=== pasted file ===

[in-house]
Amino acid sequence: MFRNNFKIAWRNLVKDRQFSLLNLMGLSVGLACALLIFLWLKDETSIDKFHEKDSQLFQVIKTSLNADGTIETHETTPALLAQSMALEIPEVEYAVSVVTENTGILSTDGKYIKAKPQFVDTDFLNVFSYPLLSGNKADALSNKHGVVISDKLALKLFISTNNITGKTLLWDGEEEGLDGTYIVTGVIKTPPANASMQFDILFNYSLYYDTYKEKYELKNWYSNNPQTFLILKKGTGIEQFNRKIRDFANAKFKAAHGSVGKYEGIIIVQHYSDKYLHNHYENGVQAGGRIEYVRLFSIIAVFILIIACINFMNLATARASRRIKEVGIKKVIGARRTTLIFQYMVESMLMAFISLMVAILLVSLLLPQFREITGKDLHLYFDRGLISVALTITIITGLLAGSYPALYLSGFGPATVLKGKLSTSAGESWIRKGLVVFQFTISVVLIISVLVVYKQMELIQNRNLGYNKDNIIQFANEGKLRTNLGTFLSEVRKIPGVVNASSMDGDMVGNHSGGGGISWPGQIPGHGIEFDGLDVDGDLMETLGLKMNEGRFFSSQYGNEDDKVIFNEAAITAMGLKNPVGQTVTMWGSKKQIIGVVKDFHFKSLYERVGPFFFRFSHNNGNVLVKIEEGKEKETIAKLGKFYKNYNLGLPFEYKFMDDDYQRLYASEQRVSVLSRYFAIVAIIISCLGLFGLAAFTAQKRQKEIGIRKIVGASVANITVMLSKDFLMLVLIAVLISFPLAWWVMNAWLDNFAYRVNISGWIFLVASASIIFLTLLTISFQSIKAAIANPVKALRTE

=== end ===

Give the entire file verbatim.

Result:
[in-house]
Amino acid sequence: MFRNNFKIAWRNLVKDRQFSLLNLMGLSVGLACALLIFLWLKDETSIDKFHEKDSQLFQVIKTSLNADGTIETHETTPALLAQSMALEIPEVEYAVSVVTENTGILSTDGKYIKAKPQFVDTDFLNVFSYPLLSGNKADALSNKHGVVISDKLALKLFISTNNITGKTLLWDGEEEGLDGTYIVTGVIKTPPANASMQFDILFNYSLYYDTYKEKYELKNWYSNNPQTFLILKKGTGIEQFNRKIRDFANAKFKAAHGSVGKYEGIIIVQHYSDKYLHNHYENGVQAGGRIEYVRLFSIIAVFILIIACINFMNLATARASRRIKEVGIKKVIGARRTTLIFQYMVESMLMAFISLMVAILLVSLLLPQFREITGKDLHLYFDRGLISVALTITIITGLLAGSYPALYLSGFGPATVLKGKLSTSAGESWIRKGLVVFQFTISVVLIISVLVVYKQMELIQNRNLGYNKDNIIQFANEGKLRTNLGTFLSEVRKIPGVVNASSMDGDMVGNHSGGGGISWPGQIPGHGIEFDGLDVDGDLMETLGLKMNEGRFFSSQYGNEDDKVIFNEAAITAMGLKNPVGQTVTMWGSKKQIIGVVKDFHFKSLYERVGPFFFRFSHNNGNVLVKIEEGKEKETIAKLGKFYKNYNLGLPFEYKFMDDDYQRLYASEQRVSVLSRYFAIVAIIISCLGLFGLAAFTAQKRQKEIGIRKIVGASVANITVMLSKDFLMLVLIAVLISFPLAWWVMNAWLDNFAYRVNISGWIFLVASASIIFLTLLTISFQSIKAAIANPVKALRTE